The artichoke quarters can be eaten raw in salads, after chopping them up. A good combination is chopped lettuce hearts, artichokes, spring onions, chopped dill and chopped hard-boiled eggs. A simple dressing of olive oil, lemon juice, salt and pepper completes the dish. If the artichokes are not to be consumed raw, they must be blanched. Not cooked thoroughly, just parboiled. They are then drained thoroughly and can be frozen laid flat in plastic bags in convenient meal-size portions. They last for several months in the freezer. Another way of preserving them is to drain them well after parboiling, place them in sterilised glass jars and cover them with olive oil.

If one wishes to use the parboiled artichoke hearts one can add them to all sorts of recipes. For example, one may chop them up, sauté them in butter and make a delicious omelette with them. They can be used in quiches, pizzas and pasta (especially with creamy sauces). A traditional Greek dish is a spicy stewed lamb ragout to which artichokes are added in the final stages of cooking. Another dish is roast chicken stuffed with a mixture of sautéed artichoke heart pieces, chopped sweet yellow capsicums and field mushroom pieces.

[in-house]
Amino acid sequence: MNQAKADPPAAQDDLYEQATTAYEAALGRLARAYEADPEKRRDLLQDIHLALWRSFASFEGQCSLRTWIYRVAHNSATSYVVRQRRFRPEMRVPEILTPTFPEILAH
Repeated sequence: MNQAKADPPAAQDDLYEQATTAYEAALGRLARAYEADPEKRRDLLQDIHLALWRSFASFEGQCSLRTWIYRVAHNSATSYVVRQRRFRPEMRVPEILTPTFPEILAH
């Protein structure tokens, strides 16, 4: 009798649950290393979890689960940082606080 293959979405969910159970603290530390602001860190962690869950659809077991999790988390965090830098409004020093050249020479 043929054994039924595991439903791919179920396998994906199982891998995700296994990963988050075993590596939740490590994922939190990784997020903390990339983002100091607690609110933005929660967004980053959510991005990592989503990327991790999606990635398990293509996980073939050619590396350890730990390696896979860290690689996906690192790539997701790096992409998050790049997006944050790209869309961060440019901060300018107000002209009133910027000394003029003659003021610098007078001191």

“Those who wish to pet and baby wild animals love them. But those who respect their natures and wish to let them live normal lives, love them more.” - Edwin Way Teale

We heard a rather distressing news item this morning on the news. A four-year-old girl was fatally mauled by a pit bull terrier, which rushed into her house and killed her while she was clinging to her mother’s leg. This happened on St Albans, one of Melbourne’s Western Suburbs, which are traditionally denoted as “working class” and “disadvantaged”. This may seem to be beside the point, but these suburbs often are bad-mouthed (and sometimes even by people who should know better, like politicians!) and all sorts of social ills are supposedly incubating in these locales.

In any eventuality, the sad case of Ayen Chol in one that is independent of location and class. A small child had her life cut tragically short and her death was horrible, with her last minutes in agony as the dog lunged at her. The animal, which belonged to a neighbour, wandered into the Chols’ house at about 8 o’clock yesterday evening, attacking the child and her cousin aged 5 years. The mother of the girl and Daniel Atem, a cousin aged 30 years, tried to get the dog away from the 5-year-old child, which was attacked first. They managed to save this older child, but the dog then lunged at Ayen who clung to her mother’s leg.

The dog tore the girl away from the mother, mauled her and caused her to die. The dog then slunk away and its owner came and took it away. The child’s father was overseas, working in the Sudan. The scene discovered by the police must have been horrific. The mother of the girl would have been inconsolable as she looked at her dead girl’s mutilated and bloody body and knowing that she had been there and unable to save her daughter’s life.